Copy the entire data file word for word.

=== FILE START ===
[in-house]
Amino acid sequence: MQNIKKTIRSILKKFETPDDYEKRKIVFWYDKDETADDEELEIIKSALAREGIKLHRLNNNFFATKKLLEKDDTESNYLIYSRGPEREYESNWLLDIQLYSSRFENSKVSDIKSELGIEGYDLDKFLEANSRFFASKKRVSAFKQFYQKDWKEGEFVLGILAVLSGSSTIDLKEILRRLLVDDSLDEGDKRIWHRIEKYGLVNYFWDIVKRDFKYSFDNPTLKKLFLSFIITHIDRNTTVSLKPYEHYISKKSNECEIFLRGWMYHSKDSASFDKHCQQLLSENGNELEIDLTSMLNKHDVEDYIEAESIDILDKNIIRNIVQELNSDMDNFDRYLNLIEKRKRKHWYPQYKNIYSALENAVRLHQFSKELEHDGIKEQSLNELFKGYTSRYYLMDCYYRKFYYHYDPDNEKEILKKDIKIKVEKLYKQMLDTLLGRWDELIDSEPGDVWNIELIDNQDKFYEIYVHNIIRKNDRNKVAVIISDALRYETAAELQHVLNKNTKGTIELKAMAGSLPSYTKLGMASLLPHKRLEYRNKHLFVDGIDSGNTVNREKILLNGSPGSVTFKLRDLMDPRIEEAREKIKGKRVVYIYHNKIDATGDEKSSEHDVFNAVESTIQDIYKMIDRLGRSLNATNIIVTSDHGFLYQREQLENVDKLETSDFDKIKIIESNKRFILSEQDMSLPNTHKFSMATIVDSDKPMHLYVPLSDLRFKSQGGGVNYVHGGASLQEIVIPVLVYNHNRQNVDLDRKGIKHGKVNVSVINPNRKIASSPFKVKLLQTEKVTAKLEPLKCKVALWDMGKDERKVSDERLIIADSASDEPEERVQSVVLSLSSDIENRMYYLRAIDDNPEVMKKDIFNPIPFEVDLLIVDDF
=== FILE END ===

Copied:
[in-house]
Amino acid sequence: MQNIKKTIRSILKKFETPDDYEKRKIVFWYDKDETADDEELEIIKSALAREGIKLHRLNNNFFATKKLLEKDDTESNYLIYSRGPEREYESNWLLDIQLYSSRFENSKVSDIKSELGIEGYDLDKFLEANSRFFASKKRVSAFKQFYQKDWKEGEFVLGILAVLSGSSTIDLKEILRRLLVDDSLDEGDKRIWHRIEKYGLVNYFWDIVKRDFKYSFDNPTLKKLFLSFIITHIDRNTTVSLKPYEHYISKKSNECEIFLRGWMYHSKDSASFDKHCQQLLSENGNELEIDLTSMLNKHDVEDYIEAESIDILDKNIIRNIVQELNSDMDNFDRYLNLIEKRKRKHWYPQYKNIYSALENAVRLHQFSKELEHDGIKEQSLNELFKGYTSRYYLMDCYYRKFYYHYDPDNEKEILKKDIKIKVEKLYKQMLDTLLGRWDELIDSEPGDVWNIELIDNQDKFYEIYVHNIIRKNDRNKVAVIISDALRYETAAELQHVLNKNTKGTIELKAMAGSLPSYTKLGMASLLPHKRLEYRNKHLFVDGIDSGNTVNREKILLNGSPGSVTFKLRDLMDPRIEEAREKIKGKRVVYIYHNKIDATGDEKSSEHDVFNAVESTIQDIYKMIDRLGRSLNATNIIVTSDHGFLYQREQLENVDKLETSDFDKIKIIESNKRFILSEQDMSLPNTHKFSMATIVDSDKPMHLYVPLSDLRFKSQGGGVNYVHGGASLQEIVIPVLVYNHNRQNVDLDRKGIKHGKVNVSVINPNRKIASSPFKVKLLQTEKVTAKLEPLKCKVALWDMGKDERKVSDERLIIADSASDEPEERVQSVVLSLSSDIENRMYYLRAIDDNPEVMKKDIFNPIPFEVDLLIVDDF